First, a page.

So the taxpayer who is exempted from H.B. No. 34 because he pays the Mississippi severance tax must pay (1) privilege or severance taxes measured by six per cent of gross production of oil or gas; (2) ad valorem taxes, (3) franchise tax, (4) state income tax, and (5) the quoted privilege tax levied by Code Section 10109. The basis of measuring the privilege or severance taxes on gross production, and the privilege tax of Section 10109, is entirely different from that of H.B. No. 34. The former are based upon percentages of production or income, and the latter upon mileage and size of pipe in the state. We should assume that the Legislature had sound reasons for concluding that the methods of measurement therein, and the amounts of such taxes, together with the other stated taxes which a taxpayer exempted from H.B. No. 34 must pay, would result in substantial equality of treatment in all instances. Appellee makes no showing whatever that they do not, and with the foregoing facts in mind, we could not presume that the result would be inequality, and discrimination against interstate commerce. If such a situation actually arises in the future, and the record reflects it, we would then be warranted in dealing with it accordingly. But this record and the Mississippi statutes, we think, indicate no discrimination against interstate commerce, and on those factors alone we must rely. The majority opinion herein appears also to reach this result, since it does not notice this point of appellee.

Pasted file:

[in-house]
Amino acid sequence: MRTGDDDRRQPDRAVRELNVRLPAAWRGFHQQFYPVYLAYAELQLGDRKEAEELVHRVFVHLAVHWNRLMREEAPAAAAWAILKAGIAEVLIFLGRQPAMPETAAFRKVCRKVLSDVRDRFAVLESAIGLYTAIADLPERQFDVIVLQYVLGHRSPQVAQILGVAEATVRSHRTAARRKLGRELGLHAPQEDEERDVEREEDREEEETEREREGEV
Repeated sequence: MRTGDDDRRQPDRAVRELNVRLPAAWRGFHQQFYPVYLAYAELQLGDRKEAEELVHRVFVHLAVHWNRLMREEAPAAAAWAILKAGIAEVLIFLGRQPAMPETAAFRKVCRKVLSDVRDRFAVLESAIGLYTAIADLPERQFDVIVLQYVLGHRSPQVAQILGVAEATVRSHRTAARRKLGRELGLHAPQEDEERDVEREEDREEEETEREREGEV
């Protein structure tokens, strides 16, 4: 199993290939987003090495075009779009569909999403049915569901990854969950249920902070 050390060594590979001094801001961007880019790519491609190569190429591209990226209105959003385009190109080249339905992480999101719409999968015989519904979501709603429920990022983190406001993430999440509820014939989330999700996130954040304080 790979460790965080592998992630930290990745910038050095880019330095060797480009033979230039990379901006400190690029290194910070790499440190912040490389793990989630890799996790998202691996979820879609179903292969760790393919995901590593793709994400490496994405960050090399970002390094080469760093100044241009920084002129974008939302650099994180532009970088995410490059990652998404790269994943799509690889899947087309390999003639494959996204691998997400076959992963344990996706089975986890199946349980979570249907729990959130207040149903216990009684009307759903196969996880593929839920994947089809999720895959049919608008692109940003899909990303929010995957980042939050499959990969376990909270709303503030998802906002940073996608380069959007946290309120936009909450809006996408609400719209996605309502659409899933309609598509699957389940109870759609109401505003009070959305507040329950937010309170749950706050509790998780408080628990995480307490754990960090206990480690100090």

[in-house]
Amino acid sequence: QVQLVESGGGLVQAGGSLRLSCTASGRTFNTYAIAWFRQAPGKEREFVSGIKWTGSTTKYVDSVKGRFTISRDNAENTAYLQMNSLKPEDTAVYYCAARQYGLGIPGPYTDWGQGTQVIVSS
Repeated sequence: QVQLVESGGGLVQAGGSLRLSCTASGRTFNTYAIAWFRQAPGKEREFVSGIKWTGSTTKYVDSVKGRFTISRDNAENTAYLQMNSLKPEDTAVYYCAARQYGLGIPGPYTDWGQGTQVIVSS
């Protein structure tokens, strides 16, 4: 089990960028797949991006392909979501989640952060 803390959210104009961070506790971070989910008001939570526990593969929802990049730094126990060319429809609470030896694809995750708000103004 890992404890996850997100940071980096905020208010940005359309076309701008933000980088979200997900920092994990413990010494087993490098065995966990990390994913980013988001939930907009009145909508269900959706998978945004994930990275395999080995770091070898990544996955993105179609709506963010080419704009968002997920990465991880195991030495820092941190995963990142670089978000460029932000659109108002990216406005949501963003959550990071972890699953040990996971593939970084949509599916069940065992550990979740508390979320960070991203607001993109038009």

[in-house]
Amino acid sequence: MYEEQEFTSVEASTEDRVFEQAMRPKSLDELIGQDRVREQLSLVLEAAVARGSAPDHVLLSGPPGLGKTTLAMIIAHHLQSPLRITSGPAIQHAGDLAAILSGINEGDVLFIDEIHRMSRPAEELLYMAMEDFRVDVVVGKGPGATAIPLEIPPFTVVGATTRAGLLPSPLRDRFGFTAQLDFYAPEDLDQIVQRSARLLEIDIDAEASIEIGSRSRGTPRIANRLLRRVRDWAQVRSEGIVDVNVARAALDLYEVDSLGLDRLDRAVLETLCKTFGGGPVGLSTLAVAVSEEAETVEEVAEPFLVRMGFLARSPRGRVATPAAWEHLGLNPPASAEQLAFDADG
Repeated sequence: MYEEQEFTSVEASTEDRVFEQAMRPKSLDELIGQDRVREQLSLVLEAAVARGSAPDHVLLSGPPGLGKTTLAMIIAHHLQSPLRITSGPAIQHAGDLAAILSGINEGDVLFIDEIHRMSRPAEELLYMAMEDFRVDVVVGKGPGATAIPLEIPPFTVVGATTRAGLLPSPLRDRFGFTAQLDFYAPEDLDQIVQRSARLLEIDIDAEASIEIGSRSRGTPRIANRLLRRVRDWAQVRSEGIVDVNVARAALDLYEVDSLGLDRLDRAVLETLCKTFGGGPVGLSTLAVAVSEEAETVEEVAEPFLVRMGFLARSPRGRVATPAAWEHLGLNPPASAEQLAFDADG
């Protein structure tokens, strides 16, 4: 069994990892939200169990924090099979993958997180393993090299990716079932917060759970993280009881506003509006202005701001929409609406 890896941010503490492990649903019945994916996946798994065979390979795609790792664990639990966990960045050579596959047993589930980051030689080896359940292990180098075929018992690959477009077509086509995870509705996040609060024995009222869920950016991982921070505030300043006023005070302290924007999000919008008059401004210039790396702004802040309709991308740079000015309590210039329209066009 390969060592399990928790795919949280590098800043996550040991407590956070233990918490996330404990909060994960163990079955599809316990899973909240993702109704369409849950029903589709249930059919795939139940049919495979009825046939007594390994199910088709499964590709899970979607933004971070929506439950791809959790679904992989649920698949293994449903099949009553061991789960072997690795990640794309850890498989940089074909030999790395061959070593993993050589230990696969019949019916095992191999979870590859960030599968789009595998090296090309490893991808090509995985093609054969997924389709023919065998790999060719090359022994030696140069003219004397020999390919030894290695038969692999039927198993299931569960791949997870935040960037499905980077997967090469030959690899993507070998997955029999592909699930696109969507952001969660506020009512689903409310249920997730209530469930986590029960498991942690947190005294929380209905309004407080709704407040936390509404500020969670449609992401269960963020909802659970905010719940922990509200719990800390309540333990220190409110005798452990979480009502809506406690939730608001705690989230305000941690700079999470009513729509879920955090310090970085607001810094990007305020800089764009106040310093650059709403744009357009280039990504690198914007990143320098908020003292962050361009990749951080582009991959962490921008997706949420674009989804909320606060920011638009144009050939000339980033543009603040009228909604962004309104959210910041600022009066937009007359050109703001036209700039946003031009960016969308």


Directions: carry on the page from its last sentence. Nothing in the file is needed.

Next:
III.